When a loved one passes away due to the negligence or wrongdoing of another
party, surviving family members are likely to experience both emotional
grief and financial troubles. Final hospitalization bills, the cost of
a funeral and burial service, and more can stack up and create a new debt.
In Florida, a
wrongful death lawsuit can be used in an attempt to gain compensation to make up for these costs,
amongst other damages. But who can file such a claim?
According to Florida law, there is only one person who can actually file
a wrongful death lawsuit: the personal representative of the decedent’s
estate. If a will or trust never named an estate administrator, the court
will appoint one. Although this seems fairly limited, the representative
is tasked to file a wrongful death lawsuit for any party with a valid
claim or interest to the estate.
People who can recover damages in a wrongful death lawsuit are the decedent’s:
Additionally, any blood relative, like a sibling or cousin, or an adoptive
sibling, can be named in the wrongful death claim if they were dependent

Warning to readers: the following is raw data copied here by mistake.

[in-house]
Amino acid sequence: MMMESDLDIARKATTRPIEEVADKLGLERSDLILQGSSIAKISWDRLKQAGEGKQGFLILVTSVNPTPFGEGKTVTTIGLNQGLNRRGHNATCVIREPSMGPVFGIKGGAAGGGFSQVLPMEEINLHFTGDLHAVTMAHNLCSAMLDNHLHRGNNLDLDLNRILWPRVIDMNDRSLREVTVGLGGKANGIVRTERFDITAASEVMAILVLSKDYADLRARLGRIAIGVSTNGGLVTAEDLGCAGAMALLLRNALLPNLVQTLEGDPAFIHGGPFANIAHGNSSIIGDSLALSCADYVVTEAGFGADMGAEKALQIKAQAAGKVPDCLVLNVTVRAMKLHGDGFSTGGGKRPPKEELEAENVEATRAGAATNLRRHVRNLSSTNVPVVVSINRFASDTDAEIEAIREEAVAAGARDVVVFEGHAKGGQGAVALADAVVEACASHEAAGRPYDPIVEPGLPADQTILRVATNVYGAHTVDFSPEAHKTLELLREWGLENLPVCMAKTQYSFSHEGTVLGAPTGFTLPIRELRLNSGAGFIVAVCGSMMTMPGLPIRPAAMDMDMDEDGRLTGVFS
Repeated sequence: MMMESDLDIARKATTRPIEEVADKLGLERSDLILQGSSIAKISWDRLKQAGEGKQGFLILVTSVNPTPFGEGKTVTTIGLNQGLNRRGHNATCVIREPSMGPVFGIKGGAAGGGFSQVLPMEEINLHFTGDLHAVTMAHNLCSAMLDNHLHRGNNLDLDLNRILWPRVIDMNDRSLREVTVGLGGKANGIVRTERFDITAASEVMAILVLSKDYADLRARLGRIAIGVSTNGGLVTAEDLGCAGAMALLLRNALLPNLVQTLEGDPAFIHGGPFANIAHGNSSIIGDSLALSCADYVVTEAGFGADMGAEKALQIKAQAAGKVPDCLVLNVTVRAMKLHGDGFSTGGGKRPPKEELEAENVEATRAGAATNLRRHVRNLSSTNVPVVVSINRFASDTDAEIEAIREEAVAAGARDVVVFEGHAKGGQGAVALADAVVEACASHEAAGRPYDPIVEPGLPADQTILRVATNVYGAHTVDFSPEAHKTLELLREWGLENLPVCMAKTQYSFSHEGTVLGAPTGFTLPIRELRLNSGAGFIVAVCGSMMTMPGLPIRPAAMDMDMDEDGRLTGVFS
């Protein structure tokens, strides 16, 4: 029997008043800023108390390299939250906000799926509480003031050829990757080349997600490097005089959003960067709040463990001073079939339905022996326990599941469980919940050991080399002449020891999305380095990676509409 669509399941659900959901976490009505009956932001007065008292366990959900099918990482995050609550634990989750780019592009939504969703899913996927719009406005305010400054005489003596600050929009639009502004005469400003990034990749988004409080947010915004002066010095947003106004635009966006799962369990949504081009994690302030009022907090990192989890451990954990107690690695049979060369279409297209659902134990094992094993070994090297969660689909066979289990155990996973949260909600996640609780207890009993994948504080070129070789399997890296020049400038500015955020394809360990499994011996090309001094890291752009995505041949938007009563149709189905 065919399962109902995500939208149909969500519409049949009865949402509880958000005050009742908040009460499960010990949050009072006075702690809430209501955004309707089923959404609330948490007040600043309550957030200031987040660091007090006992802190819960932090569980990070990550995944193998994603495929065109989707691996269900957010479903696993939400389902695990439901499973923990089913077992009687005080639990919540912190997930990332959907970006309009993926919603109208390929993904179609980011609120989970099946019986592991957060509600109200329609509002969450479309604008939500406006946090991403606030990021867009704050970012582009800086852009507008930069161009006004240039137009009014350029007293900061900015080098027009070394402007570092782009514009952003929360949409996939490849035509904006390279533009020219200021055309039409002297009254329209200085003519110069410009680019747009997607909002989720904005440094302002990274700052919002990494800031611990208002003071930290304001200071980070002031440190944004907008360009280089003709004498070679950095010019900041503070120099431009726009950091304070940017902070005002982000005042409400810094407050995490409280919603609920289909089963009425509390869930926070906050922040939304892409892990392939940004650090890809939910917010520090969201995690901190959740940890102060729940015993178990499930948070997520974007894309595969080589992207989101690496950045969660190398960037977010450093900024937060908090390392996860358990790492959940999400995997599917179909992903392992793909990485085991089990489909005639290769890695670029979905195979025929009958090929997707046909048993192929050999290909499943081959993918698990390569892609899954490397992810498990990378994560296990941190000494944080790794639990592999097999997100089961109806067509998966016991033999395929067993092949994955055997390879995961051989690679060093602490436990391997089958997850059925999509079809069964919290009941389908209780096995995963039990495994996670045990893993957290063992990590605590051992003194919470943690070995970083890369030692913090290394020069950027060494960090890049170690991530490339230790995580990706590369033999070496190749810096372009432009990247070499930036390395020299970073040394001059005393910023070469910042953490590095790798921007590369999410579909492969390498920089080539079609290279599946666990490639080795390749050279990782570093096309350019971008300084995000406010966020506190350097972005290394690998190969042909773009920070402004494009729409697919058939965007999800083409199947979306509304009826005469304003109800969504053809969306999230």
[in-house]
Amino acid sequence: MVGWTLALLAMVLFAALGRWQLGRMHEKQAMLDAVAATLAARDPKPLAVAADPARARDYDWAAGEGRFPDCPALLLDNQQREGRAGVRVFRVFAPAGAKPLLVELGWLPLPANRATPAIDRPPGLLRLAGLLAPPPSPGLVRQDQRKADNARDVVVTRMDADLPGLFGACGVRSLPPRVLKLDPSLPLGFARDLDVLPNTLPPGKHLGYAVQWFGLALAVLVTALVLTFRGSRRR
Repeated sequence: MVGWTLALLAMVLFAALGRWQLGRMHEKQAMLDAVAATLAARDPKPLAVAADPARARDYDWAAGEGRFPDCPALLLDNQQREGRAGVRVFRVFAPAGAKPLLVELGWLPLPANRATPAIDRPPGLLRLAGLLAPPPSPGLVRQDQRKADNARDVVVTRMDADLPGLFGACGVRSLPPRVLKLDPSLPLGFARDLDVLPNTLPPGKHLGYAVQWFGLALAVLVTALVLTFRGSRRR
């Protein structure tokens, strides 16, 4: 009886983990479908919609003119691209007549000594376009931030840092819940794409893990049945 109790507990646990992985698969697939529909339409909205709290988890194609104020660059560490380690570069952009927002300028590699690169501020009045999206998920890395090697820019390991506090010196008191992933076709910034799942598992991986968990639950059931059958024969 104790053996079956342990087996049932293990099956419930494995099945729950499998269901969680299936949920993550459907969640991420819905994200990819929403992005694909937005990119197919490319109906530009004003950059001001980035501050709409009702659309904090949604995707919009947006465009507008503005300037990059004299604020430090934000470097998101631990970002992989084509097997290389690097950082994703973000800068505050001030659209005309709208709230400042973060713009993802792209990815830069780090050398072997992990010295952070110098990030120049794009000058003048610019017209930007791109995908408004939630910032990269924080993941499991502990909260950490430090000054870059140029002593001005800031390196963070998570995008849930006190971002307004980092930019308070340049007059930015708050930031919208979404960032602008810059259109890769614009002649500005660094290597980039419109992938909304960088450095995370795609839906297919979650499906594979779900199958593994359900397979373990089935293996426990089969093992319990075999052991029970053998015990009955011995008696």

on the decedent for financial or living support. Dependence can be both
partial and total. It should be noted that a child who is born out of
wedlock cannot file a wrongful death claim if his or her alleged father
passes away without officially accepting fatherhood of the child.
Florida’s wrongful death statue is fairly unique as it does not allow
just any named inheritor from filing a claim. In some other states, if
a person inherits any property from a decedent, they usually can have
a stake in a wrongful death claim. This is not the case in Florida.
If you need help understanding the legal statutes pertaining to a wrongful
death claim you need to file, you can find compassion, moral support,
and legal assistance at Lauri J. Goldstein & Associates, PLLC. Our
Stuart wrongful death attorneys offer
free consultations to inquiring parties, so call